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Chinese property investors are choosing Bangkok over Sydney and London as they hunt the global capitals for bargain real estate.
"Chinese buyers of property abroad tend to be very price and currency aware so their focus on specific markets will fade or pick up depending on those factors," UBS head of global real estate Kim Wright said.
At present, she said, demand for property in Australia had cooled among Chinese buyers. That, she said, was similar to a loss of interest in London property in late 2015 when buyers felt the market had peaked, while tax changes and tighter capital controls further put them off.
Ms Wright told the UBS Greater China conference in Shanghai that their research suggested tighter capital controls were a factor but by no means a driver for reduced demand.
About 55 per cent of Chinese property investors surveyed by UBS said tighter controls impacted them, but half those said the controls had encouraged them to bring forward purchases while the other half said it would slow their buying.
The research also found that two thirds of property purchases were cash settled, reducing Ms Wright's concerns about settlement risk while most borrowers that took out a mortgage did so with a Chinese bank, suggesting Australian bank lending restrictions were less impactful.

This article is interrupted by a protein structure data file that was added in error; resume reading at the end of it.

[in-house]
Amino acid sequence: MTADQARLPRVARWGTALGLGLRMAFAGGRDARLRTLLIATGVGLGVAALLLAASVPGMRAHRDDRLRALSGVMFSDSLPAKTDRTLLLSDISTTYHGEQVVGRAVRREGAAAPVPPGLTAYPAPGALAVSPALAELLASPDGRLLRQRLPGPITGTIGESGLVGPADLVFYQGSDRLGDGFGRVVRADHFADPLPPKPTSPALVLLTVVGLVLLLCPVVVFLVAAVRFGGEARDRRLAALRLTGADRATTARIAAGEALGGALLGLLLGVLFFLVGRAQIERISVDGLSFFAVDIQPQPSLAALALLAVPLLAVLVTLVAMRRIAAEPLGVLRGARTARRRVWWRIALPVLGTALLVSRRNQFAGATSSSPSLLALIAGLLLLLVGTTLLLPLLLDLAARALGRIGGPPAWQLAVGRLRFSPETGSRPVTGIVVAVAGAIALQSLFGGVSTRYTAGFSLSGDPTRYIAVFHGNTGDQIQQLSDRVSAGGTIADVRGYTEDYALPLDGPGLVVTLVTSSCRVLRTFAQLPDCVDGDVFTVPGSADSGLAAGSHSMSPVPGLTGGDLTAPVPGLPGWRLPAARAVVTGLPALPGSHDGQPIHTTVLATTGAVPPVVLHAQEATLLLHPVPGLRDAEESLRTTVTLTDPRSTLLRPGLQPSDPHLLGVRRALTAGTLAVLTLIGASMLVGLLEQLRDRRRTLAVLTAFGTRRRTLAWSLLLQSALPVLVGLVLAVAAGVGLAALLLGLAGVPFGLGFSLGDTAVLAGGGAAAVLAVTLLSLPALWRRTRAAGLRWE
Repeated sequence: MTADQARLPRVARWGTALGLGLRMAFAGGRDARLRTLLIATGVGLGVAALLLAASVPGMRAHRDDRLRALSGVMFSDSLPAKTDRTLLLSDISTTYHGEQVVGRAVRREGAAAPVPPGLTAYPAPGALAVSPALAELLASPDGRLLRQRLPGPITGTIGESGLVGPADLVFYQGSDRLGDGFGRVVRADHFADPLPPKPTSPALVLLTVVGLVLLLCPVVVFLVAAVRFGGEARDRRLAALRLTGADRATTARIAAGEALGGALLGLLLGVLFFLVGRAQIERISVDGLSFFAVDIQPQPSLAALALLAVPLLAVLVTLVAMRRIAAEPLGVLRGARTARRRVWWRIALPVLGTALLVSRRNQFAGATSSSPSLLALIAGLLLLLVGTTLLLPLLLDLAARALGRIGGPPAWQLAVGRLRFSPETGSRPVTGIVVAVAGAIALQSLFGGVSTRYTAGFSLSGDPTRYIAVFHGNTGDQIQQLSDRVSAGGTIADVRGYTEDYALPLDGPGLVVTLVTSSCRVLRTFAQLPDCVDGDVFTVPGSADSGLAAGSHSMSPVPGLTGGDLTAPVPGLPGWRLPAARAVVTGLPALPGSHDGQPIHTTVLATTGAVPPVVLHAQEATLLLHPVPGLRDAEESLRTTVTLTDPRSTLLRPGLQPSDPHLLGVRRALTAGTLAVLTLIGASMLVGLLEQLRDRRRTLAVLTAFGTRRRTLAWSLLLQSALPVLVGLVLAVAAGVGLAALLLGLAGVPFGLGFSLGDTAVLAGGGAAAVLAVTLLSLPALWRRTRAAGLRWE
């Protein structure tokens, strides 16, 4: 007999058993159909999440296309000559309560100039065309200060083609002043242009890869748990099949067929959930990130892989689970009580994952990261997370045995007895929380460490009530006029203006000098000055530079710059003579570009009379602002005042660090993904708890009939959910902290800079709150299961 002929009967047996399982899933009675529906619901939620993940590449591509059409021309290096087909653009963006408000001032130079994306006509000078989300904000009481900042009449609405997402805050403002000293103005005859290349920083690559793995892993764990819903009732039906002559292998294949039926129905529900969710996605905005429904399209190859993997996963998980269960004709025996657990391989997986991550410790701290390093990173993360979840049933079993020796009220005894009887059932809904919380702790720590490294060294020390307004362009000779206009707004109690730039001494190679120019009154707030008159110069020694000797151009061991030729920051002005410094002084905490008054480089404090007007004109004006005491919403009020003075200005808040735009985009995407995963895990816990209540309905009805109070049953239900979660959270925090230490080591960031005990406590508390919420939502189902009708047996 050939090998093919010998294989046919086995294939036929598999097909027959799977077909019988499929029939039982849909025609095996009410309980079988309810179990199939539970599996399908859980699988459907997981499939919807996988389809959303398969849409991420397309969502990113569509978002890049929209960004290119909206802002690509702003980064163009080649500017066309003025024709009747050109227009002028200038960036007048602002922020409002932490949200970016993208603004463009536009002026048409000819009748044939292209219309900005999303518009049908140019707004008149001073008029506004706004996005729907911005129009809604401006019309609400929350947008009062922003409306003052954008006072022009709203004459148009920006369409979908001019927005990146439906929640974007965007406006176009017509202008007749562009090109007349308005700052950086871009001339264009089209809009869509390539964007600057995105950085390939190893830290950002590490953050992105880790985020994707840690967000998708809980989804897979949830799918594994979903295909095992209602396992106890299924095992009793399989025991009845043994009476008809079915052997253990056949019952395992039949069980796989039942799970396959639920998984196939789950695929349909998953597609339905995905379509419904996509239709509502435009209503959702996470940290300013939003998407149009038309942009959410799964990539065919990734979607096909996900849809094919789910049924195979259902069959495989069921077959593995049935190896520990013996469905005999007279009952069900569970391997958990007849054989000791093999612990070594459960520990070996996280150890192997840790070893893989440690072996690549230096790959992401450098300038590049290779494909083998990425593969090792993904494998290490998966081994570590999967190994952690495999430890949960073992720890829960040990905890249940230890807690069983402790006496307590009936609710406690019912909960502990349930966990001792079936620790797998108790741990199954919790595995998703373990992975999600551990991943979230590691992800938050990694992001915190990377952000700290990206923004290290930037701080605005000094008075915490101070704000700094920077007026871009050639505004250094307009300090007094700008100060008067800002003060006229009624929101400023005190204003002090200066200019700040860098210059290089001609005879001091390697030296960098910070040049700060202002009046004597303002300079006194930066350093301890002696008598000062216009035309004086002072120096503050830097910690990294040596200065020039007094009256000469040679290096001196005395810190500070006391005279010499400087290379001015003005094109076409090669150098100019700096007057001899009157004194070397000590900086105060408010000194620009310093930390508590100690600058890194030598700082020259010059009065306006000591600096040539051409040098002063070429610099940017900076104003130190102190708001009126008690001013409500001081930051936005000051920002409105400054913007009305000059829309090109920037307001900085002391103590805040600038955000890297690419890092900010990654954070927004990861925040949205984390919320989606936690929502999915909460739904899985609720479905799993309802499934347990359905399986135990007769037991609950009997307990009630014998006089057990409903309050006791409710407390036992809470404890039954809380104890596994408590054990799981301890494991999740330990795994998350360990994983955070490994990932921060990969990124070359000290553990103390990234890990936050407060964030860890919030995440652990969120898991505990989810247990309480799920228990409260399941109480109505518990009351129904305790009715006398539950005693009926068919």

Ms Wright said that Chinese property investors were now looking to Bangkok, Thailand, as a new market.
"I am not sure if that's a function of the One Belt One Road initiative and people are seeing the infrastructure spend and the co-operation, but also the price point is pretty attractive."
While Chinese interest in Australian property has had an impact, the state of China's property market is arguably more important for Australia's economy given it influences demand for commodity exports.
The Chinese government's "shanty town monetisation" program has proved successful in significantly reducing the overhang of properties, or so-called ghost towns. The government effectively funded the relocation of displaced individuals to vacant properties rather than constructing government housing, clearing the housing stock.
The inventory reduction, most evident in second and third-tier cities, helped to reboot the property market to the point where authorities intervened to tighten conditions.
Even if there is more comfort that Chinese authorities can manage a property slow-down, the sector is critically important to the overall economy, accounting for a quarter of "added value" in the economy while 50 per cent of bank credit is tied to the health of the sector
A constant theme at the Shanghai conference was the step up in efforts by Chinese authorities to reduce private sector debt levels and put the economy on a sounder footing without severely impacting growth, or precipitating a financial crisis.
"A Minksy moment will not come in China. The debt problem is not going to result in a sudden collapse," said UBS head of Asian economic research Wang Tao.
"We have high levels of debt but it's not foreign debt. The Chinese banks have a lot of deposits and the governments will strongly convince them to support the real economy [if they have to]," she said.
Dr Wang said data that showed that China's foreign exchange reserves had actually increased was a "pleasant surprise" particularly in the context of fears last year that sustained outflows would deplete reserves and weigh on the currency.
She is forecasting slower economic growth of 6.4 per cent in 2018 and 6.3 per cent in 2019 compared with the 6.8 per cent achieved in 2017.